1. Which statement comes closer to your view?
• The government should move the country to a 100% clean energy electricity grid by 2035 to address climate change and reduce pollution.
• The government should keep our current system where we use coal, oil and natural gas, as well as clean energy sources, to generate electricity based on what keeps energy prices low.
• Don’t know
2. Which statement comes closer to your view?
• The government should invest $2 trillion over the next four years to create millions of jobs rebuilding the nation’s infrastructure and transforming America into a clean-energy economy.
• The government should not waste $2 trillion dollars on politicians’ pet projects because it is wasteful government spending that will dramatically increase the national debt.
• Don’t know.
3. Which statement comes closer to your view?
• The government should ban “fracking,” the process of extracting natural gas trapped underground, because natural gas is a fossil fuel that contributes to global warming and fracking creates air and water pollution around well sites.
• The government should not ban “fracking” because the natural gas industry employs hundreds of thousands of workers in good-paying jobs and natural gas is a cheap energy source that is much cleaner than other fuels like oil and coal.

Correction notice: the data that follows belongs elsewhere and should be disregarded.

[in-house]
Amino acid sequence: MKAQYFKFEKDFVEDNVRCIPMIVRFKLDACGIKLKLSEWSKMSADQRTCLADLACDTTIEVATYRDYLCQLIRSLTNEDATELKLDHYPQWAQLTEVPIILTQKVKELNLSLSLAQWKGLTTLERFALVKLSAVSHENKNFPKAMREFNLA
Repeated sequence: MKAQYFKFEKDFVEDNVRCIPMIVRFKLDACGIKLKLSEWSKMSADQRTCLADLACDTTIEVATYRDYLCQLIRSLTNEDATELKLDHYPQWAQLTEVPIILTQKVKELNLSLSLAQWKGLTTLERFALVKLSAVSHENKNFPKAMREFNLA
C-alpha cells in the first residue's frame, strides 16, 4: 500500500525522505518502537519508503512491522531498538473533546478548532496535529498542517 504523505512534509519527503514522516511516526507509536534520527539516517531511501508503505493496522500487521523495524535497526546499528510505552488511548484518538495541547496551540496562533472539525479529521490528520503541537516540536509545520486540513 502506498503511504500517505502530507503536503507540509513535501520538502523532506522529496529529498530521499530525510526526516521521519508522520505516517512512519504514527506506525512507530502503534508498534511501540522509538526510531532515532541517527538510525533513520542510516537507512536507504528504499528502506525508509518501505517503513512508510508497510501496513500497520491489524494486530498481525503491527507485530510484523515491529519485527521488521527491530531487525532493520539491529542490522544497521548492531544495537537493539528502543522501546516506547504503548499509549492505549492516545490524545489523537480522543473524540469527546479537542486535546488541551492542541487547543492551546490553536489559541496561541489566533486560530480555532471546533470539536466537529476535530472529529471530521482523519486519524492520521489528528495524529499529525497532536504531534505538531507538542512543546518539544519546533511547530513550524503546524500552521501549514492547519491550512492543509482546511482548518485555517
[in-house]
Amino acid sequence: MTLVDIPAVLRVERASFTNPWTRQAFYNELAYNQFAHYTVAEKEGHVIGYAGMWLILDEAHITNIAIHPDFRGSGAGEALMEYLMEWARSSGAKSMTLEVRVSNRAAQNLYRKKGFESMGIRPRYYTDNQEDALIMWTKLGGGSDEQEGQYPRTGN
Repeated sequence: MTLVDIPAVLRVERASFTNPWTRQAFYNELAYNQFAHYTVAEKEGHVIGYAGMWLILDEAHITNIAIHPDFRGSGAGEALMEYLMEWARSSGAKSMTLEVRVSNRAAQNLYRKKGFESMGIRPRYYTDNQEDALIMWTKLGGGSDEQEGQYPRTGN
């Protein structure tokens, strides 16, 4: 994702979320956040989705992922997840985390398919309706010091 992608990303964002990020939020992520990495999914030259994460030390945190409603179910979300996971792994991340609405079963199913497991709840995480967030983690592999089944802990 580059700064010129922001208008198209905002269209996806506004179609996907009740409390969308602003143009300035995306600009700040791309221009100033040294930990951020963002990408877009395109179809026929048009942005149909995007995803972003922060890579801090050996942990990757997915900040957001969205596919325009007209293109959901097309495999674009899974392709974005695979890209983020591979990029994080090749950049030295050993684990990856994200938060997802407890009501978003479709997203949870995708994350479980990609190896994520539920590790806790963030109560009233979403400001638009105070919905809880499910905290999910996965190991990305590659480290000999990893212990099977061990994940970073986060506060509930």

• Don’t know.
Responses showed a slight but statistically significant movement on these climate policies as voters took cues from their party’s leaders. Among all voters, support for a 2035 clean-electricity standard remained essentially constant before and after the debate at about 50 percent. Support for a $2 trillion clean-energy infrastructure investment grew slightly, from 52 to 54 percent, though this was within the margin of error. And, most notably, we observed significant movement away from a fracking ban, support for which dropped seven points, from 46 percent before the debates to 39 percent after them.
These trends are more pronounced among voters who self-identify as Democrats. Democratic voters’ support for a 2035 clean-electricity standard held steady after the debates at 67 percent. Their support for a $2 trillion clean-energy infrastructure investment grew five points, from 66 percent to 71 percent. And their support for a fracking ban dropped an eye-popping 16 points, from 65 percent to 49 percent.
Polling before and after these debates shows asymmetric polarization on crucial climate policy issues happening in more or less real time. As Trump and Pence tried to associate Biden and Harris with a fracking ban—a policy Republicans believe could prevent Democrats from winning Pennsylvania—the Democratic nominees quickly and emphatically clarified that was not their platform. Across the country, their voters heard them loud and clear. Democrats nationwide are now less likely to express support for a fracking ban than they were in September.